The bobcat, so thin and spectral you imagine
the double-rutted sand road has grown
four long legs, torso, and head. You stop
the car—or maybe the cat does, your lives now
so interconnected you wonder why your skin shines
slick and smooth, not the fur coat licked in dreams.
The creature halts its silent, pawed locomotion,
turns sideways, stares in your direction.
Inquisitive, sure, but mostly just indifferent,
cocksure its range, its speed, its more than able
sight justify this pause to offer the kind
of mystery and miracle usually reserved for priests
conferring blessings over the wafer only minutes
ago turned flesh, a wonder of divination, but nothing
more than what this bobcat holds out for you,
a holy communion with this sentient being, there
and not there, as if already risen and turned god.
Channeling Virginia Woolf
Over coffee after dinner, we sit outside beneath umbrella tables
keeping golden pine needles thinner than toothpicks from falling
into logoed cups and thinning hair where June admits she and Sean
have written fourteen books, a record of all the people she’s channeled.
They range, she says, from early saints (Teresa of Avila,
Francis of Assisi), the Buddha and Jesus, to modern authors
like Virginia Woolf (who “doesn’t care for Sean, afraid of him”),
to Mitchell, their son who died at twenty-two from heart disease
suffered from birth. Through his mother, Mitchell told
his father not to mourn, that he was well and feeling fine,
that death held nothing like the evil prophets spoke of
(like they knew). The news relieved his father’s grief.
“I know this all sounds crazy,” June says, her tone dismissive
as if admitting to an overly long grocery list. “It happened,
and I know it was them. They all came through my head
to speak to Sean, who took down every word.”
I say I took a college theology class, Parapsychology
of Religion. One snowy, dark winter night we met at a rundown
farmhouse rented by two students, psychics (they said), who played
the Ouija Board, and after an hour of talking to the past
spelled out the final words, “LIVE LOVE.” None
of the gathered argued with the eighteenth-century spirit
who visited us, then left, leaving her tender
commandment, letters chosen by the women’s fingers
following the planchette wherever the ancient guided it,
finally swooping down to “GOODBYE.” The room, silent
as fear and hope, was startled from stillness
as a shade crashed down, our collective jump releasing
us from being held spellbound by death’s aftermath.
We shook off our fright, and after conceding things happened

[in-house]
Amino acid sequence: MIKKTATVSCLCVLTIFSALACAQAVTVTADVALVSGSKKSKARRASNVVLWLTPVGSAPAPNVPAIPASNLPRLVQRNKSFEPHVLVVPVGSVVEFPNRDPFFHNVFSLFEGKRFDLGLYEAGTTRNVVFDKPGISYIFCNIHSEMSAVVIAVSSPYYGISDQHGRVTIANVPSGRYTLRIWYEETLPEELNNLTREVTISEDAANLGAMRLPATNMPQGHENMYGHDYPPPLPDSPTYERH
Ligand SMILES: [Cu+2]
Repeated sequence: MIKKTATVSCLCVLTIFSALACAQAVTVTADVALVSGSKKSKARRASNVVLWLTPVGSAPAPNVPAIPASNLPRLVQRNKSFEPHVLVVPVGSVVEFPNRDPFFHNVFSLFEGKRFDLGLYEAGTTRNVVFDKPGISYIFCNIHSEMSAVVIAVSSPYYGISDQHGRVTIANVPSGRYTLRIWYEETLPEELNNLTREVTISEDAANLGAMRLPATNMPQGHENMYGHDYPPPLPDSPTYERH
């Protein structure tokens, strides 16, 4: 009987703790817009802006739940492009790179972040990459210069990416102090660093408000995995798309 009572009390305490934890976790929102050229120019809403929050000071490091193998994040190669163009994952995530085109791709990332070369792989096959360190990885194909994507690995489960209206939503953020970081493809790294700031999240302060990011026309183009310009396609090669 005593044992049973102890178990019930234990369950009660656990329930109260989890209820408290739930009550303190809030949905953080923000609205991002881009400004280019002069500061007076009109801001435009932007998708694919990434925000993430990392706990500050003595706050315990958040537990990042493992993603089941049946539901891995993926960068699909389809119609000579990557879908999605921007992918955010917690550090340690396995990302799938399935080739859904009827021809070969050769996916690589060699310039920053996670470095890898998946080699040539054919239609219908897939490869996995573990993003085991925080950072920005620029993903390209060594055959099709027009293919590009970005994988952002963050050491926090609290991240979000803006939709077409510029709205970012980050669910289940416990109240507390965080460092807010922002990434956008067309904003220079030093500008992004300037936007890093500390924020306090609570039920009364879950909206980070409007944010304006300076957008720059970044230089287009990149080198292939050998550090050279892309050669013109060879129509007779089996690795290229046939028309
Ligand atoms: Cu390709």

out there we couldn’t explain, picked up down jackets looking
like ours and headed back to campus. Tonight, leaving
our table, we walk down grass-lined roads and find among
the forest’s undergrowth wild raspberry bushes, their fruit
ripened as if overnight, their tiny, blood-red beaded
heads melting like snowflakes on tongues of flame.
A Sure Catch
Driving back from Doc’s Pond along the sandy road
dimpled with deer tracks, I met a golf cart carrying
two men, their fly rods jutting out behind like
bamboo swizzle sticks.
“Hope your luck’s better
than mine,” I said, aware that luck had little to do
with my incompetence at throwing flies, tending
to catch more tree limbs than trout.
a Martin’s Blue Goose-tail Feather Catcher?” the driver
asked as if exposing the true secret of the Dead Sea
scrolls. He fished one out and dropped it in my palm,
an understated beauty with black wings, gold ribbing,
orange hackle, and tail the blue of a Wisconsin dawn.
“That’ll catch ’em,” the man grunted, his fishing vest
ironed, his Barbour Flowerdale Trilby hat speckled
with a Royal Coachman, McGinty, Holy Grail,
Elk Wing Caddis, and Hog Caller Hopper.
I couldn’t have asked for or received more, even if
he had handed over a Russian oligarch’s luxury yacht.
To be assured of a catch, that expected unexpected pull
tightening every emotion and examining every muscle!
But when the cabin came in sight, I knew
I’d no more tie this lovely onto my tippet
than I would a hand grenade, both promising
the same result, the death of wonder,
the dearth of surprise. Why cast such certainty
into a pond when you feed solely on yearning?
Richard Holinger’s books include Kangaroo Rabbits and Galvanized Fences, humorous essays, and North of Crivitz, poetry of the Upper Midwest. His prose and verse have appeared in Southern Review, Witness, ACM, Cimarron Review, Boulevard, and garnered four Pushcart Prize nominations. Not Everybody's Nice won the 2012 Split Oak Press Flash Prose Contest, and his Thread essay was designated a Notable in Best American Essays, 2018. Degrees include a Ph.D. in Creative Writing from UIC. Holinger lives far enough west of Chicago to see woods and foxes out his window.